Ideas of Gareth Evans, by Theme

[British, 1946 - 1980, Wilde Reader at Oxford University. Died of cancer.]

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5. Theory of Logic / F. Referring in Logic / 1. Naming / a. Names
How can an expression be a name, if names can change their denotation?
We must distinguish what the speaker denotes by a name, from what the name denotes
A private intention won't give a name a denotation; the practice needs it to be made public
5. Theory of Logic / F. Referring in Logic / 1. Naming / c. Names as referential
The Causal Theory of Names is wrong, since the name 'Madagascar' actually changed denotation
7. Existence / D. Theories of Reality / 9. Vagueness / a. Vagueness of reality
Evans argues (falsely!) that a contradiction follows from treating objects as vague [Lowe]
Is it coherent that reality is vague, identities can be vague, and objects can have fuzzy boundaries?
Evans assumes there can be vague identity statements, and that his proof cannot be right [Lewis]
7. Existence / D. Theories of Reality / 9. Vagueness / c. Vagueness as semantic
There clearly are vague identity statements, and Evans's argument has a false conclusion [Lewis]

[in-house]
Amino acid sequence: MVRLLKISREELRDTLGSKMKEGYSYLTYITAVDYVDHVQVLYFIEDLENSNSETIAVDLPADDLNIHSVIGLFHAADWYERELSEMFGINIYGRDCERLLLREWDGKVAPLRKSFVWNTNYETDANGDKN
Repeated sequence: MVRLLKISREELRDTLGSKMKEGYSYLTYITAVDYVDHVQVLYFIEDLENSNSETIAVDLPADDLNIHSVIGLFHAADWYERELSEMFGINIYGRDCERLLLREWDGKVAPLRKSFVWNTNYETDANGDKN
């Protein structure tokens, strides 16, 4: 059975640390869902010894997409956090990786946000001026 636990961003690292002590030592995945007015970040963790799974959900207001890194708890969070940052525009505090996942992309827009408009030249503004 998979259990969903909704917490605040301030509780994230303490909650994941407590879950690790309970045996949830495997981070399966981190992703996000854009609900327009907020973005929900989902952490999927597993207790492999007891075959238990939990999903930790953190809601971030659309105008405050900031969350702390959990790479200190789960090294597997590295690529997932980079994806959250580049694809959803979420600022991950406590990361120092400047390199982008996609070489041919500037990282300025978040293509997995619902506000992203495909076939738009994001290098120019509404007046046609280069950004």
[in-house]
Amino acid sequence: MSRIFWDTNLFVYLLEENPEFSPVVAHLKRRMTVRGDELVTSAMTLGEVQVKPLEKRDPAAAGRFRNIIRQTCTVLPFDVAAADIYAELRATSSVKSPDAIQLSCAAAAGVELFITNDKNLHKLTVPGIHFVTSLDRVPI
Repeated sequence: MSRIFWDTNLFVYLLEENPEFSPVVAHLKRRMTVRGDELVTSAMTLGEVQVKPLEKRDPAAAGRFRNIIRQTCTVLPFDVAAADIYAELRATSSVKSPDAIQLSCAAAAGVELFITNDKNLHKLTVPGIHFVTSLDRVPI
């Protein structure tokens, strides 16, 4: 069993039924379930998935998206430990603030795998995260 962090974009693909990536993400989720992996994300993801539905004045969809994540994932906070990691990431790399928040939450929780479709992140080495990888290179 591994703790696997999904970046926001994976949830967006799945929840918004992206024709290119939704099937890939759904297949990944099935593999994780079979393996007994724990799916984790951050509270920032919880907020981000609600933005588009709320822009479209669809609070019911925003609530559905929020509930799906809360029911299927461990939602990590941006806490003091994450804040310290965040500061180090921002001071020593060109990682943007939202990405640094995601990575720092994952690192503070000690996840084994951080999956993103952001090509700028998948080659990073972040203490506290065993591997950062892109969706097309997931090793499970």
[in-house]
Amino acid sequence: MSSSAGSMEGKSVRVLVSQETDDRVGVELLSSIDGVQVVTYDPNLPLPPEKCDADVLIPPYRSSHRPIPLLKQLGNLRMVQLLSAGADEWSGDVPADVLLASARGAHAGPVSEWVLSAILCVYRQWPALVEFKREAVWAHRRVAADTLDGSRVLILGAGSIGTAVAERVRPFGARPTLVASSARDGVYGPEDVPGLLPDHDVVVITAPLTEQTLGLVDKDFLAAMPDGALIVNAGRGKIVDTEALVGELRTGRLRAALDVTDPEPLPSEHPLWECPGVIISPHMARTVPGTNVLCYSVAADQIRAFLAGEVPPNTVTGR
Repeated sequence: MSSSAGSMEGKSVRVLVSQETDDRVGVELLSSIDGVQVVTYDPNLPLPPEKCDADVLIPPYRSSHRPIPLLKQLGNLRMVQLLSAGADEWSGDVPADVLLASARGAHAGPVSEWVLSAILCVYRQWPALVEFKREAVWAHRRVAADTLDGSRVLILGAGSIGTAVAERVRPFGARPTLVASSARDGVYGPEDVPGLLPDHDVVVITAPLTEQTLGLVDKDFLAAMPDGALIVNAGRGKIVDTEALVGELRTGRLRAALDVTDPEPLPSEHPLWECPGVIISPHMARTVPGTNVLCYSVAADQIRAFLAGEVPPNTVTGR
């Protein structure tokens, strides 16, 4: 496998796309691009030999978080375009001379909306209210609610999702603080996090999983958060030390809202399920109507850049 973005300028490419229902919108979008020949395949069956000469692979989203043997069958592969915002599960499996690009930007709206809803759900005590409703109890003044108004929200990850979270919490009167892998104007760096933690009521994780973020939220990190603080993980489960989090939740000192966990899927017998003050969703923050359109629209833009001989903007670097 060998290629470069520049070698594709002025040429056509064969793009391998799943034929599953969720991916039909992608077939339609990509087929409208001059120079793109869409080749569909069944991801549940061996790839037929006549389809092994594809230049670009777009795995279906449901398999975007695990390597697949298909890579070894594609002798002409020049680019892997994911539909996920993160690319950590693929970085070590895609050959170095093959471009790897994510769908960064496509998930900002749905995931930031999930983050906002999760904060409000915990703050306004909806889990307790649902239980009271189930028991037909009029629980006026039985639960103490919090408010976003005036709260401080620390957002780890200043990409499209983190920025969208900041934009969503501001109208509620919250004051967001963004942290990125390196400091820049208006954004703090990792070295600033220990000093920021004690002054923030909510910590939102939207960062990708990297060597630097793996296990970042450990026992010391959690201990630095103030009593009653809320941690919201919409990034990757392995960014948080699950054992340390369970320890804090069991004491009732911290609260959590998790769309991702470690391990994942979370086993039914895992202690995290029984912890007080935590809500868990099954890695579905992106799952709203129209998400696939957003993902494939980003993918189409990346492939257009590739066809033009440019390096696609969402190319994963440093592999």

9. Objects / B. Unity of Objects / 3. Unity Problems / e. Vague objects
If a=b is indeterminate, then a=/=b, and so there cannot be indeterminate identity [Thomasson]
9. Objects / F. Identity among Objects / 6. Identity between Objects
There can't be vague identity; a and b must differ, since a, unlike b, is only vaguely the same as b [PG]
10. Modality / B. Possibility / 5. Contingency
'Superficial' contingency: false in some world; 'Deep' contingency: no obvious verification [MaciÓ/Garcia-Carpentiro]
10. Modality / E. Possible worlds / 3. Transworld Objects / b. Rigid designation
Rigid designators can be meaningful even if empty [Mackie,P]
12. Knowledge Sources / B. Perception / 4. Sense Data / d. Sense-data problems
The Homunculus Fallacy explains a subject perceiving objects by repeating the problem internally
12. Knowledge Sources / B. Perception / 6. Inference in Perception
We have far fewer colour concepts than we have discriminations of colour
Experiences have no conceptual content [Greco]
18. Thought / D. Concepts / 1. Concepts / a. Nature of concepts
The Generality Constraint says if you can think a predicate you can apply it to anything
18. Thought / D. Concepts / 3. Ontology of Concepts / b. Concepts as abilities
Concepts have a 'Generality Constraint', that we must know how predicates apply to them [Peacocke]
19. Language / B. Reference / 3. Direct Reference / b. Causal reference
Speakers intend to refer to items that are the source of their information
The intended referent of a name needs to be the cause of the speaker's information about it
19. Language / B. Reference / 4. Descriptive Reference / b. Reference by description
If descriptions are sufficient for reference, then I must accept a false reference if the descriptions fit
19. Language / F. Communication / 5. Pragmatics / b. Implicature
We use expressions 'deferentially', to conform to the use of other people
19. Language / F. Communication / 6. Interpreting Language / c. Principle of charity
Charity should minimize inexplicable error, rather than maximising true beliefs